Global insurance provider, Zurich, recently found itself in a complicated situation: managing digital disruption while increasing market share and strengthening its position. For a company of over 6,000 UK employees serving over 4 million UK customers, this was the business equivalent of turning an aircraft carrier.
Zurich needed to move faster and with more agility to build software solutions that drove their business forward and, ultimately, helped their customers. So they developed a digital transformation strategy that focused on three areas: innovation, simplification, and customer focus. Zurich looked to its IT department and DevOps to help execute this strategy.
Barrington Clarke, DevOps Lead, stepped up to the task. Charged with assembling the organization’s first DevOps team, Clarke selected his team with people united under one common passion. “We like fixing things,” says Clarke. “We like fixing things in the business, and we like fixing the technical challenges.”
Clarke assembled his new team — including John Quayle, Data Integration Specialist; Leonardo Scricca, Business Engineer; and James Foster, Business Engineer — and immediately set out to address an urgent issue. They aimed to increase the efficiency of a Zurich application that helps provide customers protection against loss incurred by acts of terrorism.
The group then set out to modernize the legacy application in order to improve data integrity and the user experience for Zurich’s underwriters.
Damage and loss from acts of terror can be catastrophic and a costly risk to insure. To mitigate risk, Zurich partners with Pool Re, a reinsurer whose sole purpose is to help insurance companies provide terrorism coverage. Pool Re is a public-private partnership scheme supported by Her Majesty’s Treasury which assumes a substantial portion of the risk that these policies carry.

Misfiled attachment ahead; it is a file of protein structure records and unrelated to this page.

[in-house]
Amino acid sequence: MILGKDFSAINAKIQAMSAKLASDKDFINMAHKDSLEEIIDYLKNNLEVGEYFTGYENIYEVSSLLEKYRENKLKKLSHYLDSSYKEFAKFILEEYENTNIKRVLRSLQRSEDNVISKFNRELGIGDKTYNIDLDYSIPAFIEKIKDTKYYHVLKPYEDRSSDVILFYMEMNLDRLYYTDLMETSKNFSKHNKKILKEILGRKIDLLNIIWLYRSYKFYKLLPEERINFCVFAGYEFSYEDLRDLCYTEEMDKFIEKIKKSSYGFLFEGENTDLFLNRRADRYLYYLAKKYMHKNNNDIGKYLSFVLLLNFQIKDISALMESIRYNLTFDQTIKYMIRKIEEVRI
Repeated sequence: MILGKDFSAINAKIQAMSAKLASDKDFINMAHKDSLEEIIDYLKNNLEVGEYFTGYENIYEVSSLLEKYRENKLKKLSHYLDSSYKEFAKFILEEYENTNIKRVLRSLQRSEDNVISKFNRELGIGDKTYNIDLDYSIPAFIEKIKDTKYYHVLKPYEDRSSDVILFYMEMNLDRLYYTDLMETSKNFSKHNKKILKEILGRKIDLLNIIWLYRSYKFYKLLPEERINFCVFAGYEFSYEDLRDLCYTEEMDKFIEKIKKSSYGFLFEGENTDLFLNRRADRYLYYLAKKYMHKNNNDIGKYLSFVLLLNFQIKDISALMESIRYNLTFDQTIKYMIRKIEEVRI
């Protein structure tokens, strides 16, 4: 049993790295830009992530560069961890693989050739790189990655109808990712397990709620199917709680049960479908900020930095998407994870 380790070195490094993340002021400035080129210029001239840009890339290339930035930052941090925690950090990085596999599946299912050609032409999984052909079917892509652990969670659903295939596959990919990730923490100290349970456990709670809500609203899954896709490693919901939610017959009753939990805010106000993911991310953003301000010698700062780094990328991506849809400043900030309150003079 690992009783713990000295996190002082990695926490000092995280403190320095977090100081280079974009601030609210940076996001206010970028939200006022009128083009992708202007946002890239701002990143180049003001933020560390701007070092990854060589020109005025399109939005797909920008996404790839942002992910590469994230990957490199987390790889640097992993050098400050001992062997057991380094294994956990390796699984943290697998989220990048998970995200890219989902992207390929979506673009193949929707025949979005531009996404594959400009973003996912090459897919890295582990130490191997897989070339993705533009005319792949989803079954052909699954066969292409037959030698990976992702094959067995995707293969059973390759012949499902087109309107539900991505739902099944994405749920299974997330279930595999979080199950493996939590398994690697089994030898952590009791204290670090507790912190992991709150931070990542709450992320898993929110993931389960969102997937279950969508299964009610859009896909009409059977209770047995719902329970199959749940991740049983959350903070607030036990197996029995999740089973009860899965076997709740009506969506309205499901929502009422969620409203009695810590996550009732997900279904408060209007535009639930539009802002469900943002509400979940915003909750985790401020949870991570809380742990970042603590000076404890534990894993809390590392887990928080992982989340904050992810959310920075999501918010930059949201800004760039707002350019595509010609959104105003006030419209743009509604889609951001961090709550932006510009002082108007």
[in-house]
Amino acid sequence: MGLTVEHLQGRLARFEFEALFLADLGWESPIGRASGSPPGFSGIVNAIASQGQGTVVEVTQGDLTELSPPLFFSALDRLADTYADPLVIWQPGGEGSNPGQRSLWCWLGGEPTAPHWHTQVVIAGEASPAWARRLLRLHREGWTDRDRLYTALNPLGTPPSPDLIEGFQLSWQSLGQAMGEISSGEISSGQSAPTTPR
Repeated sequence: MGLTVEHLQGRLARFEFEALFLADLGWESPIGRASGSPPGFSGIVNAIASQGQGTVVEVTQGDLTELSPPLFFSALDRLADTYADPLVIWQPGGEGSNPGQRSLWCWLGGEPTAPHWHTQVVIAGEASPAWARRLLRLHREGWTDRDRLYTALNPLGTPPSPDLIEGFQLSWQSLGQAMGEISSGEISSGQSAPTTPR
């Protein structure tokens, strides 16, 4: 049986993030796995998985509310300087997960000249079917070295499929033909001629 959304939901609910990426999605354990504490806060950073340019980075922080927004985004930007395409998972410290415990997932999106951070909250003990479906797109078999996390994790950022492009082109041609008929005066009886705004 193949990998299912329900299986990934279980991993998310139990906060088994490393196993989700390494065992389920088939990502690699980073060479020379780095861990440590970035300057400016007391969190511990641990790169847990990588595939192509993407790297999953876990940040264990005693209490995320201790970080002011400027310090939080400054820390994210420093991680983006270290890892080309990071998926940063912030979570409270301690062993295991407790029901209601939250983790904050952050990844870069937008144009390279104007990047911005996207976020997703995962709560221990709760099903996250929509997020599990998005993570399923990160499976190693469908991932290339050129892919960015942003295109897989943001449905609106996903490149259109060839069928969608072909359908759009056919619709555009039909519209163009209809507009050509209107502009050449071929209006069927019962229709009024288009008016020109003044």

The relationship between Zurich and Pool Re is an essential one because terrorism coverage is a necessity for Zurich’s customers. For Zurich, this aspect of the business is worth millions of pounds in gross written premiums, represents about two-thirds (roughly 20,000) of Zurich’s policies, and it consists of tens of thousands of transactions across millions of properties and risks. To maintain the relationship with Pool Re, Zurich needs to comply with Pool Re’s underwriting manual that tells them what premiums to charge, discounts and adjustments they can apply to premiums, and when they must send data and in which format.
The DevOps team’s inaugural task was to get a working knowledge of the legacy application that managed the terrorism underwriting process. They brought in Senior Product Underwriter, Alex Tong, to better understand the app’s users. The group then set out to modernize the legacy application in order to improve data integrity and the user experience for Zurich’s underwriters.